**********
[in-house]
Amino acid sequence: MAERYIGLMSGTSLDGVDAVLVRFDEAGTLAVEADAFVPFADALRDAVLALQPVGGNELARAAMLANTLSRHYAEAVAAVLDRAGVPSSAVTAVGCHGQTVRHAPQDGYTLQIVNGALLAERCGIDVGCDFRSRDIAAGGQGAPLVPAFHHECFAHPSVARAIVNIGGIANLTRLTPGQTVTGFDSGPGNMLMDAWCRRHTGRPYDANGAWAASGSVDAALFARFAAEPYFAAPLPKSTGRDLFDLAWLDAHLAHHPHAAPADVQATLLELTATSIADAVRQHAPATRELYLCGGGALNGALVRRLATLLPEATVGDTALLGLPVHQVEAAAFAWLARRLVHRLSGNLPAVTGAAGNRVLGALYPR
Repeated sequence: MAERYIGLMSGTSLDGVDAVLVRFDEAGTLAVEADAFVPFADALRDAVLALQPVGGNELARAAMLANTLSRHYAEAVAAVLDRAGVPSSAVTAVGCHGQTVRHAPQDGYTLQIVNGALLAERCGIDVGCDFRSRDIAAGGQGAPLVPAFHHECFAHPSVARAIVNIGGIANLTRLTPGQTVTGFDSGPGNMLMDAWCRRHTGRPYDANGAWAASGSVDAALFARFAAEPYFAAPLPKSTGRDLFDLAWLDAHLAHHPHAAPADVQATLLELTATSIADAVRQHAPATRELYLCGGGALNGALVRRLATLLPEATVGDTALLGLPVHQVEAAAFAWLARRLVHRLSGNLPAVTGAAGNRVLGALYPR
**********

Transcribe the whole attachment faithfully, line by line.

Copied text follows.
[in-house]
Amino acid sequence: MAERYIGLMSGTSLDGVDAVLVRFDEAGTLAVEADAFVPFADALRDAVLALQPVGGNELARAAMLANTLSRHYAEAVAAVLDRAGVPSSAVTAVGCHGQTVRHAPQDGYTLQIVNGALLAERCGIDVGCDFRSRDIAAGGQGAPLVPAFHHECFAHPSVARAIVNIGGIANLTRLTPGQTVTGFDSGPGNMLMDAWCRRHTGRPYDANGAWAASGSVDAALFARFAAEPYFAAPLPKSTGRDLFDLAWLDAHLAHHPHAAPADVQATLLELTATSIADAVRQHAPATRELYLCGGGALNGALVRRLATLLPEATVGDTALLGLPVHQVEAAAFAWLARRLVHRLSGNLPAVTGAAGNRVLGALYPR
Repeated sequence: MAERYIGLMSGTSLDGVDAVLVRFDEAGTLAVEADAFVPFADALRDAVLALQPVGGNELARAAMLANTLSRHYAEAVAAVLDRAGVPSSAVTAVGCHGQTVRHAPQDGYTLQIVNGALLAERCGIDVGCDFRSRDIAAGGQGAPLVPAFHHECFAHPSVARAIVNIGGIANLTRLTPGQTVTGFDSGPGNMLMDAWCRRHTGRPYDANGAWAASGSVDAALFARFAAEPYFAAPLPKSTGRDLFDLAWLDAHLAHHPHAAPADVQATLLELTATSIADAVRQHAPATRELYLCGGGALNGALVRRLATLLPEATVGDTALLGLPVHQVEAAAFAWLARRLVHRLSGNLPAVTGAAGNRVLGALYPR